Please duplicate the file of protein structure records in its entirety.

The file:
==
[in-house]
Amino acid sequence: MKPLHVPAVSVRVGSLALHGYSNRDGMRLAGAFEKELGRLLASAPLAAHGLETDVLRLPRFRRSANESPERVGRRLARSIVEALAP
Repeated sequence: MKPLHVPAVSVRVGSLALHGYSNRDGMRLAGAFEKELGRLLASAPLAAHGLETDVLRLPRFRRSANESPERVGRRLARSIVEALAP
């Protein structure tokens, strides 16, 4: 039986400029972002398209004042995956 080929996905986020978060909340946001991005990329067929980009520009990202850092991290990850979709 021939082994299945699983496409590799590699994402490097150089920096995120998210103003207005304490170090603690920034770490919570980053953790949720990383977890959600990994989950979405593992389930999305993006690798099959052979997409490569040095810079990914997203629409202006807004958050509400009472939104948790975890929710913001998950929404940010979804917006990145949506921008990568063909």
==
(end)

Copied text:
[in-house]
Amino acid sequence: MKPLHVPAVSVRVGSLALHGYSNRDGMRLAGAFEKELGRLLASAPLAAHGLETDVLRLPRFRRSANESPERVGRRLARSIVEALAP
Repeated sequence: MKPLHVPAVSVRVGSLALHGYSNRDGMRLAGAFEKELGRLLASAPLAAHGLETDVLRLPRFRRSANESPERVGRRLARSIVEALAP
């Protein structure tokens, strides 16, 4: 039986400029972002398209004042995956 080929996905986020978060909340946001991005990329067929980009520009990202850092991290990850979709 021939082994299945699983496409590799590699994402490097150089920096995120998210103003207005304490170090603690920034770490919570980053953790949720990383977890959600990994989950979405593992389930999305993006690798099959052979997409490569040095810079990914997203629409202006807004958050509400009472939104948790975890929710913001998950929404940010979804917006990145949506921008990568063909």